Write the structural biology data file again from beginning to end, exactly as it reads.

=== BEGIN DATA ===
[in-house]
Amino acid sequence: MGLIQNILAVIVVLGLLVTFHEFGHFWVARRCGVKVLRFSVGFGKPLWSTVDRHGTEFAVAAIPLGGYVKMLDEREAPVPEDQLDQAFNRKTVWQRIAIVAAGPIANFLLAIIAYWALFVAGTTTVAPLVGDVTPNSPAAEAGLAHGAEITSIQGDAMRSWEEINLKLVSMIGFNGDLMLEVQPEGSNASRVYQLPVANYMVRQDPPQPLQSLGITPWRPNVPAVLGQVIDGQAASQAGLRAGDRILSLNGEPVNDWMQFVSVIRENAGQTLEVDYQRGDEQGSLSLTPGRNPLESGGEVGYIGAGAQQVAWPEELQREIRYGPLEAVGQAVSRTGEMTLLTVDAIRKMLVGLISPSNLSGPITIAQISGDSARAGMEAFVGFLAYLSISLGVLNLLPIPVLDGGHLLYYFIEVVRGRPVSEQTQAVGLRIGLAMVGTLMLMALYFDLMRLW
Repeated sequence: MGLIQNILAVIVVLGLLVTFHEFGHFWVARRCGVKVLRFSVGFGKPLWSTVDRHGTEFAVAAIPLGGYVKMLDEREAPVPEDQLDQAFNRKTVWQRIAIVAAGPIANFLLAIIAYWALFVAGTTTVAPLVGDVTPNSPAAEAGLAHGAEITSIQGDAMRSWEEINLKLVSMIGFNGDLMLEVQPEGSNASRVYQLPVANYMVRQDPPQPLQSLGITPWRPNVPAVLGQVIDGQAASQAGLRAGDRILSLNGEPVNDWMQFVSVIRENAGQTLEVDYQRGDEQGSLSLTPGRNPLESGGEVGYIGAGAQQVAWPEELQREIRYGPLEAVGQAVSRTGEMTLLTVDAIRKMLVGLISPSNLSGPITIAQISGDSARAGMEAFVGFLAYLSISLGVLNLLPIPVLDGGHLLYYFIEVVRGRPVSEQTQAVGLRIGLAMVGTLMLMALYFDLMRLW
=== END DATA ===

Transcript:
[in-house]
Amino acid sequence: MGLIQNILAVIVVLGLLVTFHEFGHFWVARRCGVKVLRFSVGFGKPLWSTVDRHGTEFAVAAIPLGGYVKMLDEREAPVPEDQLDQAFNRKTVWQRIAIVAAGPIANFLLAIIAYWALFVAGTTTVAPLVGDVTPNSPAAEAGLAHGAEITSIQGDAMRSWEEINLKLVSMIGFNGDLMLEVQPEGSNASRVYQLPVANYMVRQDPPQPLQSLGITPWRPNVPAVLGQVIDGQAASQAGLRAGDRILSLNGEPVNDWMQFVSVIRENAGQTLEVDYQRGDEQGSLSLTPGRNPLESGGEVGYIGAGAQQVAWPEELQREIRYGPLEAVGQAVSRTGEMTLLTVDAIRKMLVGLISPSNLSGPITIAQISGDSARAGMEAFVGFLAYLSISLGVLNLLPIPVLDGGHLLYYFIEVVRGRPVSEQTQAVGLRIGLAMVGTLMLMALYFDLMRLW
Repeated sequence: MGLIQNILAVIVVLGLLVTFHEFGHFWVARRCGVKVLRFSVGFGKPLWSTVDRHGTEFAVAAIPLGGYVKMLDEREAPVPEDQLDQAFNRKTVWQRIAIVAAGPIANFLLAIIAYWALFVAGTTTVAPLVGDVTPNSPAAEAGLAHGAEITSIQGDAMRSWEEINLKLVSMIGFNGDLMLEVQPEGSNASRVYQLPVANYMVRQDPPQPLQSLGITPWRPNVPAVLGQVIDGQAASQAGLRAGDRILSLNGEPVNDWMQFVSVIRENAGQTLEVDYQRGDEQGSLSLTPGRNPLESGGEVGYIGAGAQQVAWPEELQREIRYGPLEAVGQAVSRTGEMTLLTVDAIRKMLVGLISPSNLSGPITIAQISGDSARAGMEAFVGFLAYLSISLGVLNLLPIPVLDGGHLLYYFIEVVRGRPVSEQTQAVGLRIGLAMVGTLMLMALYFDLMRLW